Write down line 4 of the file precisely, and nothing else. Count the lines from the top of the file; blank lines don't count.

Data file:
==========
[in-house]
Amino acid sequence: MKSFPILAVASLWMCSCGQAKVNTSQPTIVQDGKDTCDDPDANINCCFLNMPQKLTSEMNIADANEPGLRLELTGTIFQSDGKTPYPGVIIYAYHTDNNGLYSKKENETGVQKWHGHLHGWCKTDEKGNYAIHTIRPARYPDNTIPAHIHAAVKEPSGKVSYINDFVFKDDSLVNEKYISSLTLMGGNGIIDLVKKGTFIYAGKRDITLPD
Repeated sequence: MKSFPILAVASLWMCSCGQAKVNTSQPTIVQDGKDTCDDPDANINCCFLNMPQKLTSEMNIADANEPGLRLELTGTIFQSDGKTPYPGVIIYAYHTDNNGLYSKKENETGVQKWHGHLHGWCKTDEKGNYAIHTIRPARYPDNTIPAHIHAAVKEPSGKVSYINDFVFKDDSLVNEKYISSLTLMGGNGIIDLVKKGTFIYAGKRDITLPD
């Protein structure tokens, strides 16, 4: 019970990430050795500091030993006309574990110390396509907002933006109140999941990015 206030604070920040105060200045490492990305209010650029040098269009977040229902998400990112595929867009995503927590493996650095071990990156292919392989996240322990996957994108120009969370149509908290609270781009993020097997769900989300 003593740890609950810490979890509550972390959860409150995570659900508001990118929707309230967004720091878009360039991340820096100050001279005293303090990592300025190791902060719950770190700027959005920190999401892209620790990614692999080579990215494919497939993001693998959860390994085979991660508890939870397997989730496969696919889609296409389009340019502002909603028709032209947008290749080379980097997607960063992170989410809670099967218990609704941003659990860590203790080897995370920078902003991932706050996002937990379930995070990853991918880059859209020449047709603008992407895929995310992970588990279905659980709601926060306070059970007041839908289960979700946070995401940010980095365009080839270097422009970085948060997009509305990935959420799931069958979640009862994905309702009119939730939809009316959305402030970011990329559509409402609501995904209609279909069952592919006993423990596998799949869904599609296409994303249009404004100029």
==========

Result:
């Protein structure tokens, strides 16, 4: 019970990430050795500091030993006309574990110390396509907002933006109140999941990015 206030604070920040105060200045490492990305209010650029040098269009977040229902998400990112595929867009995503927590493996650095071990990156292919392989996240322990996957994108120009969370149509908290609270781009993020097997769900989300 003593740890609950810490979890509550972390959860409150995570659900508001990118929707309230967004720091878009360039991340820096100050001279005293303090990592300025190791902060719950770190700027959005920190999401892209620790990614692999080579990215494919497939993001693998959860390994085979991660508890939870397997989730496969696919889609296409389009340019502002909603028709032209947008290749080379980097997607960063992170989410809670099967218990609704941003659990860590203790080897995370920078902003991932706050996002937990379930995070990853991918880059859209020449047709603008992407895929995310992970588990279905659980709601926060306070059970007041839908289960979700946070995401940010980095365009080839270097422009970085948060997009509305990935959420799931069958979640009862994905309702009119939730939809009316959305402030970011990329559509409402609501995904209609279909069952592919006993423990596998799949869904599609296409994303249009404004100029």